Breast Implants Linked to Fibromyalgia
By Marc Kaufman
Washington Post Staff Writer
Tuesday, May 1, 2001; Page A12
Women with ruptured silicone gel breast implants may be at increased risk
of the painful condition fibromyalgia, according to the first study of
women whose implants were known to have burst.
The study, conducted by researchers from the Food and Drug Administration
and the National Institutes of Health, found that when silicone gel
spreads outside the border of scar tissue around the breast area, reports
of fibromyalgia increased significantly.
"We found an association between fibromyalgia reports and women who had
silicone gel found outside the breast capsule," said Lori Brown, a senior
researcher with the FDA's Center for Medical Devices and Radiological
Health. "This doesn't mean there is a cause and effect relationship
between the two, but that there might be."
Her paper, published in the Journal of Rheumatology, concludes by saying
that if the findings are confirmed in later studies, a screening of all
women with silicone implants should be considered to determine if their
devices had ruptured.
The finding is the latest in a long scientific debate over the safety of
silicone gel and saline breast implants. The FDA took silicone gel
implants off the market in the early 1990s because of concerns they might
cause health problems. But they were returned to the market for medical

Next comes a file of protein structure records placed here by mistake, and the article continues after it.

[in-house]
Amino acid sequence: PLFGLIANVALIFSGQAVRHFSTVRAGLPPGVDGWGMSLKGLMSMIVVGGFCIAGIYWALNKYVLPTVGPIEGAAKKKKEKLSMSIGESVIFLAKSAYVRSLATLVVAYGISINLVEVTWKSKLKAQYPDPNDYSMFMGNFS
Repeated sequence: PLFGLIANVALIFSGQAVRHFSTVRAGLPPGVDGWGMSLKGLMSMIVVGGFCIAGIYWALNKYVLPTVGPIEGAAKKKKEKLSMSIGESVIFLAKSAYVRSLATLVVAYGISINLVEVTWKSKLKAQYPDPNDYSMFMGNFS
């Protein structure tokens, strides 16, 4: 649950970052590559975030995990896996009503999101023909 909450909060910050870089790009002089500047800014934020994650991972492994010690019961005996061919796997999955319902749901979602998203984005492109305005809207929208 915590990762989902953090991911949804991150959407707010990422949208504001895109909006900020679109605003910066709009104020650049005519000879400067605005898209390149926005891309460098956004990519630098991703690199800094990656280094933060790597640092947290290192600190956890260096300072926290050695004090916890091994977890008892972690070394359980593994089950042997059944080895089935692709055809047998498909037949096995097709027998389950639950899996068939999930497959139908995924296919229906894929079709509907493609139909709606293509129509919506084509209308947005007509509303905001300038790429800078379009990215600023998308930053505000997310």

uses mostly for reconstruction after breast cancer surgery after
researchers concluded they were safe.
Two implant companies have announced they hope to resume use of silicone
gel implants for cosmetic surgery, and are working with the FDA to
demonstrate their safety. An official of McGhan Medical of Santa Barbara
said his company already has one large study underway and is now working
with the FDA to design a second for an improved silicone gel now widely
used in Europe.
The new study included 344 women from Birmingham who had undergone
cosmetic breast augmentation before 1988. The women had their breasts
examined with magnetic resonance imaging (MRI) to determine whether the
implants had ruptured and whether the gel had spread beyond the breast
area. The study found that about two-thirds of the implants had some
rupture and that gel had spread in about one-quarter of the women. (Some
companies, such as McGhan, had much better records on ruptures.)
While the study found a significant association between that spread and
reports of fibromyalgia, it showed no increase in risk for other major
connective tissue diseases. Fibromyalgia is a syndrome with no clear
biological cause that results in generalized pain and tenderness, sleep
disturbance and complaints of mental loss.
Diana Zuckerman, director of the National Center for Policy Research for
Women and Families, a Washington-based nonprofit group, said the new study
was important because it was the first to focus on women with ruptured
"There is every reason logically to think these women might have different
experiences, but there has been an obvious lack of research," she said.
"People concerned about breast implants have long said the women with
ruptured implants are the ones showing up very sick."
Another recent study of breast implants conducted by the National Cancer
Institute found that although women were not at increased risk for most
cancers, they appear to suffer from brain and lung cancer at a higher rate
than other women who undergo plastic surgery.
© 2001 The Washington Post Company